Opinion » Rhetoric & Reason




Like fellow opinion writer John Ashbaugh, I also like to take another look at some of our history's heroes and to challenge some popular perceptions.

The May 18, 2024, issue of The Economist reflected upon the vulnerability of the United States to becoming a dictatorship. But while the writer's focus was on another Donald Trump presidency, I think our closest encounter with dictatorship was in our not-so-distant past.

A "dictator" is defined as a leader who has absolute power, who may rule in an authoritarian manner, and who is unconstrained by any effective constitutional restrictions. In the U.S., we rely upon the Constitution, political norms, and three co-equal branches of government to protect us from rule by an omnipotent dictator.

Predictably, The Economist, and most liberals, see Trump as the potential dictator. The always-thoughtful Trump did little to dispel such thinking when he promised to "not rule like a dictator after his first day in office." The Jan. 6 Capitol riot was cited, despite the fact that this harebrained scheme had absolutely no chance of ever succeeding. Even had it succeeded in momentarily preventing the certification of the vote, there is no constitutional "route" that could have led to recognizing the current president as somehow proceeding to another term. Neither the military, police, nor any branch of the government would have recognized or obeyed such a facially invalid power grab. We might have had chaos, but we wouldn't have had Trump as president.

To find our closest encounter with a dictatorship, we need to go back to liberal icon Franklin Delano Roosevelt's first two terms as president.

At that time, the U.S. was in the throes of the Great Depression, and people were growing increasingly desperate and willing to support radical measures. Roosevelt enjoyed vast popular support, total control of both houses of Congress, and passed a series of radical measures over the objections of the Republicans. Such measures included Social Security, the FDIC, the Civilian Conservation Corps, the Work Progress Administration, National Recovery Administration, new regulations on employment, banking, and the stock market, and lots of spending on public works. Prior to the 22nd Amendment in 1951, there was no limit to the terms a president could serve, and the charismatic Roosevelt managed to get elected to an unprecedented four terms.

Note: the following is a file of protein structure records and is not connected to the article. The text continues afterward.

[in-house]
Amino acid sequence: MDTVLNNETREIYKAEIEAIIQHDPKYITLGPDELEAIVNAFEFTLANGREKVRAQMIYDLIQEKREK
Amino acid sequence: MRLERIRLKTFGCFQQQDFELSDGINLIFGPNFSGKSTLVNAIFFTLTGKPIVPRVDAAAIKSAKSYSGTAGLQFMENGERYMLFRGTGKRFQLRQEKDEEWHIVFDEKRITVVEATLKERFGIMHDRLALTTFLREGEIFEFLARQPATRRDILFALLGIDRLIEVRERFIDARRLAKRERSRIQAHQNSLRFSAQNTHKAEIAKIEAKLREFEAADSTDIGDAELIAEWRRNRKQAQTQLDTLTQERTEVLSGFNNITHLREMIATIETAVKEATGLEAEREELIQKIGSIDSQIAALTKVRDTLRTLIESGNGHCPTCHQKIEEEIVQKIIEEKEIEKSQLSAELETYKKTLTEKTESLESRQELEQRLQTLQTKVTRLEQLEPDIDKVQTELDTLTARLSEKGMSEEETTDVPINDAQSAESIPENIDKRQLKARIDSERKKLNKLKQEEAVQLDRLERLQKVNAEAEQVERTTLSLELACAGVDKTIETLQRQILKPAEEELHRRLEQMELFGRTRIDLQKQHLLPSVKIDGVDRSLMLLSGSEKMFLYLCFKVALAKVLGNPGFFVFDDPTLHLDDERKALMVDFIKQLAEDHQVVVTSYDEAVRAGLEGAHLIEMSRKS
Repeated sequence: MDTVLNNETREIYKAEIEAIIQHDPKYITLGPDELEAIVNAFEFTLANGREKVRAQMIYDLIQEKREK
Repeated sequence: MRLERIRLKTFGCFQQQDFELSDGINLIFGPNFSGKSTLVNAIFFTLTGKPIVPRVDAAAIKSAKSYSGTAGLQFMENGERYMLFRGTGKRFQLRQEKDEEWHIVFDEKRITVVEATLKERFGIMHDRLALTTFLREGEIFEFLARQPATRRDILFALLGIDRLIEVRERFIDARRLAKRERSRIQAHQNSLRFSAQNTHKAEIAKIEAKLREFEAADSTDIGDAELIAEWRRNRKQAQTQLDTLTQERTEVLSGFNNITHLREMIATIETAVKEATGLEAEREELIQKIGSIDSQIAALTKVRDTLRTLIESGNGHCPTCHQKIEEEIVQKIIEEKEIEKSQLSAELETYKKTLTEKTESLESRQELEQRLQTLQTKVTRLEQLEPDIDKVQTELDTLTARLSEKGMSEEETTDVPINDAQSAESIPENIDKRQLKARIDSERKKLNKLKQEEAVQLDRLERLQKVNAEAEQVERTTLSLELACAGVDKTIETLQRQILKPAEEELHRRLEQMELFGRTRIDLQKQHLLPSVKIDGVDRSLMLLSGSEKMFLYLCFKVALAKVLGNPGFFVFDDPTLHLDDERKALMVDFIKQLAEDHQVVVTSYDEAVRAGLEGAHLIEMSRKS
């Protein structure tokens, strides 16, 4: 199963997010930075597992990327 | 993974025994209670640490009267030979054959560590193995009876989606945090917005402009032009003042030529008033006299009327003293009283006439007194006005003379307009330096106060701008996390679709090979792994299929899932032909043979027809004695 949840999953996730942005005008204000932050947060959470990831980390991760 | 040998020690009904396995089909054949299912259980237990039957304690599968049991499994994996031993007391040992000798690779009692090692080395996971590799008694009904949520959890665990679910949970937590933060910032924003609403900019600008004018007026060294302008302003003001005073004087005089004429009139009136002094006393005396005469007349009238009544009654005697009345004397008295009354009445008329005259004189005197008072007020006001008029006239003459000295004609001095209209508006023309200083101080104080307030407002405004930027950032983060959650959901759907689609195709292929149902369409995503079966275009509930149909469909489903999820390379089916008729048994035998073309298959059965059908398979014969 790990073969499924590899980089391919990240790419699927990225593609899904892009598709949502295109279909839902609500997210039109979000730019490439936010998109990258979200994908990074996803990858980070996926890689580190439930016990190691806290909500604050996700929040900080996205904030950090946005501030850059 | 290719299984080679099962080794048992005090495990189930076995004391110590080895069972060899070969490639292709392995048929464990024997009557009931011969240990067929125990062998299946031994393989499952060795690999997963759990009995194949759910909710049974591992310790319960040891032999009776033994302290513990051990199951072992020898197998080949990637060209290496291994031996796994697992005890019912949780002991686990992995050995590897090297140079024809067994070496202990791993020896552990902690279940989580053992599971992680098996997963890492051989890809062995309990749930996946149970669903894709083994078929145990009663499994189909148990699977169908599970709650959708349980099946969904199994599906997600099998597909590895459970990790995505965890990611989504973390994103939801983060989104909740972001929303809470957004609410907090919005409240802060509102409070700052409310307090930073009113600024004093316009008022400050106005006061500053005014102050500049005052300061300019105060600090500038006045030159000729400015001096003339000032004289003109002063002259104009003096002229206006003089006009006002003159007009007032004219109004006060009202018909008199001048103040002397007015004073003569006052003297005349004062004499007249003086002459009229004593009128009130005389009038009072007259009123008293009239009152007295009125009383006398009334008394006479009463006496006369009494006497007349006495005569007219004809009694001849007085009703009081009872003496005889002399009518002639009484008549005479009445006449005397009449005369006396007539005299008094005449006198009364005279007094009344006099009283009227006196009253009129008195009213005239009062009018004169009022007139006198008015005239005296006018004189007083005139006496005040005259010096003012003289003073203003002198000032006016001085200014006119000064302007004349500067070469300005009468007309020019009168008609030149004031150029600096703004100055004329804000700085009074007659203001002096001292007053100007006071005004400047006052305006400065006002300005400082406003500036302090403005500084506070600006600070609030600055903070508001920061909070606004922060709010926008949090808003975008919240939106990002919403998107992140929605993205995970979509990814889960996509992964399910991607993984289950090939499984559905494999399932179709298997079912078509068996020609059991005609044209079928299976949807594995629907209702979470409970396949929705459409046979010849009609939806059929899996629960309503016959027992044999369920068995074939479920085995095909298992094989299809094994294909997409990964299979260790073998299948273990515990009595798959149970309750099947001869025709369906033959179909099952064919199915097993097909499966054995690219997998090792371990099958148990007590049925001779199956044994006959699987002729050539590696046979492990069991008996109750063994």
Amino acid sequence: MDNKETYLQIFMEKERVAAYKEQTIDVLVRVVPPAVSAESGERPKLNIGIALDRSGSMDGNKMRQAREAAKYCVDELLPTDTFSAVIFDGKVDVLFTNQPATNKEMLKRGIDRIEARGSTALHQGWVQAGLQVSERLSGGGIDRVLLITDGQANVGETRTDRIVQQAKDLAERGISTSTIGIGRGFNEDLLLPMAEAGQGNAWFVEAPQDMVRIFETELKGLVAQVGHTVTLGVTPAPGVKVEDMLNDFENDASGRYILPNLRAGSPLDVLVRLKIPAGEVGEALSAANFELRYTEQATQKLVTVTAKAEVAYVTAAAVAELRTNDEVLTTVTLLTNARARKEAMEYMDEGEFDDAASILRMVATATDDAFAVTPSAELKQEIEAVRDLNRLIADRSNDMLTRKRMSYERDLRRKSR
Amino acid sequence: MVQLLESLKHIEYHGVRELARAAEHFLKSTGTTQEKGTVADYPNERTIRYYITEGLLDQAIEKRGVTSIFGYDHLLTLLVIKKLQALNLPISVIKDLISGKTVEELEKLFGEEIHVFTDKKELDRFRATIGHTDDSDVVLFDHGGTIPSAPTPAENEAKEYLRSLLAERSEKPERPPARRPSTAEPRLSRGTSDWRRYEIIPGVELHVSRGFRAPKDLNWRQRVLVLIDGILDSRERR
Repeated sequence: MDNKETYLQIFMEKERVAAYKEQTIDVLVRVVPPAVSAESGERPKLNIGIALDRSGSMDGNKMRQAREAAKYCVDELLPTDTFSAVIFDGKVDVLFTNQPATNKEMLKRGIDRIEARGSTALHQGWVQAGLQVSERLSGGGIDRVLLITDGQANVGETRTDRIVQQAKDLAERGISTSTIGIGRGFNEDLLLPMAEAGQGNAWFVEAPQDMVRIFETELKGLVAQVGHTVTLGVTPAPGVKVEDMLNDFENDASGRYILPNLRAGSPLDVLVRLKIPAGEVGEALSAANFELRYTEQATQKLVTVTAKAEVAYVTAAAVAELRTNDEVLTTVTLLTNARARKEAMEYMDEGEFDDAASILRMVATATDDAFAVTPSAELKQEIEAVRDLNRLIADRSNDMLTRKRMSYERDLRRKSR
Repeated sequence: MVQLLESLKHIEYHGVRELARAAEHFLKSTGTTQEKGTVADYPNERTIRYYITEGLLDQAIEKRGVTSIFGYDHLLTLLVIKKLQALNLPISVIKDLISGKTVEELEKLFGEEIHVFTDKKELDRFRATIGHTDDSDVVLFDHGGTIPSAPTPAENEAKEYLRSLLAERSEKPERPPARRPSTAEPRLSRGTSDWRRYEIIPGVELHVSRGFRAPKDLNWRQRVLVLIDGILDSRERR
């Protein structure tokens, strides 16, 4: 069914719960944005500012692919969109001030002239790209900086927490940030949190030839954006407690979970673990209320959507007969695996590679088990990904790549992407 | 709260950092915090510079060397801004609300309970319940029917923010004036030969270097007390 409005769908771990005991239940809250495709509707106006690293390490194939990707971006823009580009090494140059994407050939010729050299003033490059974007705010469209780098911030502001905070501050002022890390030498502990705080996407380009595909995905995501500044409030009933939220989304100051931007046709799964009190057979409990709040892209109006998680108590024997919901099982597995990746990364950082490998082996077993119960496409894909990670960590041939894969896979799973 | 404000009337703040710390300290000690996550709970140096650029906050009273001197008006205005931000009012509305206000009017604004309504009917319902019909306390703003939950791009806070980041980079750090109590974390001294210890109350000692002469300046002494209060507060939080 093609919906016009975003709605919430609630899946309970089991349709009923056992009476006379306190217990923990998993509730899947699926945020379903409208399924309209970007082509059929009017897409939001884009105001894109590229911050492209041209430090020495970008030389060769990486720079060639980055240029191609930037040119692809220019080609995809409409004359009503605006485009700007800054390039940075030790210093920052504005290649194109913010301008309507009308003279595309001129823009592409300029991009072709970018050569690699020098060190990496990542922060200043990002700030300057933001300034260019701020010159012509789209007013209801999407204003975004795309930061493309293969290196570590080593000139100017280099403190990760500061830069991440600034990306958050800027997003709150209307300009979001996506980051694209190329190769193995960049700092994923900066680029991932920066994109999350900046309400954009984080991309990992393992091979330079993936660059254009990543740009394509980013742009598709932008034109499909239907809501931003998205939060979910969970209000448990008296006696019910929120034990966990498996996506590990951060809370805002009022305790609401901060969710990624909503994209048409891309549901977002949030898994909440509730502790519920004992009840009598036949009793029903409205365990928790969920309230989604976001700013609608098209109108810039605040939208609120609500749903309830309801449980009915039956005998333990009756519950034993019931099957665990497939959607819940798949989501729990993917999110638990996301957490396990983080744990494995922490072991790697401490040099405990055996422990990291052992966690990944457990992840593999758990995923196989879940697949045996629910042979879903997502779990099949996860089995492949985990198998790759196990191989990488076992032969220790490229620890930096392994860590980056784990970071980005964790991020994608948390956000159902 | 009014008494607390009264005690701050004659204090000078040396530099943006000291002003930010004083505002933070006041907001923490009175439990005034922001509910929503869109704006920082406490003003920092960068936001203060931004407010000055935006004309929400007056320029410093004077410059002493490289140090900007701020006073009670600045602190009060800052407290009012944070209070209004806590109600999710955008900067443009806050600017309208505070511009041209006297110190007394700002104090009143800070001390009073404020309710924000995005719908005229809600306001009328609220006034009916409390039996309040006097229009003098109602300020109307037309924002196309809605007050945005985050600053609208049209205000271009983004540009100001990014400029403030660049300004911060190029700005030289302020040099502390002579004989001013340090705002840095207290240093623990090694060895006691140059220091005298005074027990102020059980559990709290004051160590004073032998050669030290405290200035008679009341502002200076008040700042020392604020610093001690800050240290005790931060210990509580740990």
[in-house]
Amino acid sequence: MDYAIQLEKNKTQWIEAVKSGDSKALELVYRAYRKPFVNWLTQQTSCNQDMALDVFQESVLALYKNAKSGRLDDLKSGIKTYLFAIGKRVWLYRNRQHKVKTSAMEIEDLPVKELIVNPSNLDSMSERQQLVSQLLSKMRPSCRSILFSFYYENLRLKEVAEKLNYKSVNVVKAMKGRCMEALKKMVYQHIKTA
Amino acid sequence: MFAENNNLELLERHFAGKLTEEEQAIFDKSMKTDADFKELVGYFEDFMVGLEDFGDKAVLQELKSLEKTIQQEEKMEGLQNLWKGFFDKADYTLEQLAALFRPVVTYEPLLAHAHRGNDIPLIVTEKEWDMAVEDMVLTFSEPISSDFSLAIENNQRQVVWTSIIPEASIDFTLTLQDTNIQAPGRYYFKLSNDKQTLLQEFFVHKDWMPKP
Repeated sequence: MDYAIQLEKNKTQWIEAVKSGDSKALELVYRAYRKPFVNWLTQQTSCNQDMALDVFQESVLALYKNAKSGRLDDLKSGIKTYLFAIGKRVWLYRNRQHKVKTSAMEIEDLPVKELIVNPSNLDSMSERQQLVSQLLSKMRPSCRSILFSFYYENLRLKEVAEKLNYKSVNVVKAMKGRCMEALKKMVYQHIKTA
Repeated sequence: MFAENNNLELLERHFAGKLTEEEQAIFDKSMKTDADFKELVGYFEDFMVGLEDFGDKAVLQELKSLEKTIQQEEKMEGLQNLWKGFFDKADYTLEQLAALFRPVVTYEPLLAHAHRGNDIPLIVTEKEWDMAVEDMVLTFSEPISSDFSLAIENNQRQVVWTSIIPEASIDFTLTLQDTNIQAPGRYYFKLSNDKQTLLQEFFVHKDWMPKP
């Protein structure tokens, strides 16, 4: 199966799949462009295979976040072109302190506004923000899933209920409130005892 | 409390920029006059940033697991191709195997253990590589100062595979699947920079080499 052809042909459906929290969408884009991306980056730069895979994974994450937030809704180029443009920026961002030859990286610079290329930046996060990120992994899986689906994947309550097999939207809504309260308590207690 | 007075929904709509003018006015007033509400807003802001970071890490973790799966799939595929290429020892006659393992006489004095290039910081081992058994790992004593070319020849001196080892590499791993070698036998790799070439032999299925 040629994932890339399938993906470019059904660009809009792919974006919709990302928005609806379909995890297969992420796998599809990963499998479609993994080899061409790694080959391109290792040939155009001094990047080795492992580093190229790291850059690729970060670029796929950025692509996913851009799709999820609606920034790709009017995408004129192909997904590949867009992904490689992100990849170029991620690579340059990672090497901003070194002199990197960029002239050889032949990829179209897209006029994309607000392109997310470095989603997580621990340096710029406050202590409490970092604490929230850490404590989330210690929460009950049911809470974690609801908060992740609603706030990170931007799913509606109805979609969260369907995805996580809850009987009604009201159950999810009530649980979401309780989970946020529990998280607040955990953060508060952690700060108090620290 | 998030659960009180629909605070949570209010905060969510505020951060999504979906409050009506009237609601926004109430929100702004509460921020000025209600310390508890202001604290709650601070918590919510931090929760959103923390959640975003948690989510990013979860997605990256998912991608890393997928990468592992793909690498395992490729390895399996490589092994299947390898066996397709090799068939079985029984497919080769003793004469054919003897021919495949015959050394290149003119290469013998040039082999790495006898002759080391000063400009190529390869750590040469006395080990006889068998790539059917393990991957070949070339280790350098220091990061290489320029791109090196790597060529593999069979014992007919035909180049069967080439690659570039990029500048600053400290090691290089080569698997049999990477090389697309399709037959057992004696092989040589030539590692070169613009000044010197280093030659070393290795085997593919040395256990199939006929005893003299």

The only resistance to Roosevelt's aggressive agenda came from the Supreme Court, which found that some of his legislative programs unconstitutionally delegated excessive power to the president. Frustrated, and following his landslide reelection in 1936, FDR threatened to "pack the court"—that is, to use his control of Congress to add more justices to the court and provide him with enough extra votes to approve his agenda. Intimidated by this threat, the justices reversed their stances and approved Roosevelt's agenda.

Voilá! We had a situation in which a single charismatic leader had assumed effective control of all three branches of government by threatening the Supreme Court, and he was using his power to further expand the powers of his office. Roosevelt was effectively functioning as a dictator. Eleanor Roosevelt even opined that we needed a "benevolent dictator."

Roosevelt was also not opposed to extralegal authoritarian measures, such as imprisoning hundreds of thousands of U.S. citizens of Japanese descent merely upon a presidential decree. This blatantly unconstitutional act was approved by a now "tamed" and compliant Supreme Court in the 1944 Korematsu ruling.

I recognize that much of FDR's legacy and agenda remains popular and is often credited with lifting the U.S. out of the Great Depression. Still, there is no reason why a dictator cannot enjoy popular support and produce successful policies. Remember, Mussolini famously "made the trains run on time," and Hitler restored power and pride to a defeated Germany, both rising to power through popular support.

In echoes of the past, we again are hearing calls to "pack" the Supreme Court, as well as witnessing a liberal campaign against the conservative justices who frustrate the progressive agenda. The doctrine of a "living constitution," which can be interpreted as needed to accommodate a popular agenda, further weakens the ability of our Constitution to protect us. The erosion of political norms in stunts to achieve momentary political advantage, such as Harry Reid's "nuclear option" or the attempts to disqualify Trump from the ballot, further weaken our institutions.

My point? A future dictator need not be a brutal ogre, at least not initially, and may be someone you really like and to whom you are happy to give unlimited powers to advance some desired program. He may be remembered favorably, as the victor gets to write the history.

While Trump might eagerly assume the role of dictator if he could, his support is far too weak, and his institutional opposition too pervasive, to be a much of a danger. Progressive "rock star" FDR took us far closer to a dictatorship than Trump could ever dream of. Δ

John Donegan is a retired attorney in Pismo Beach, who is collecting gold braid and epaulets for his uniform in his coming installation, er, "inauguration." Send comments to the editor at [email protected].

Comments (28)

Showing 1-25 of 28

Add a comment

Add a comment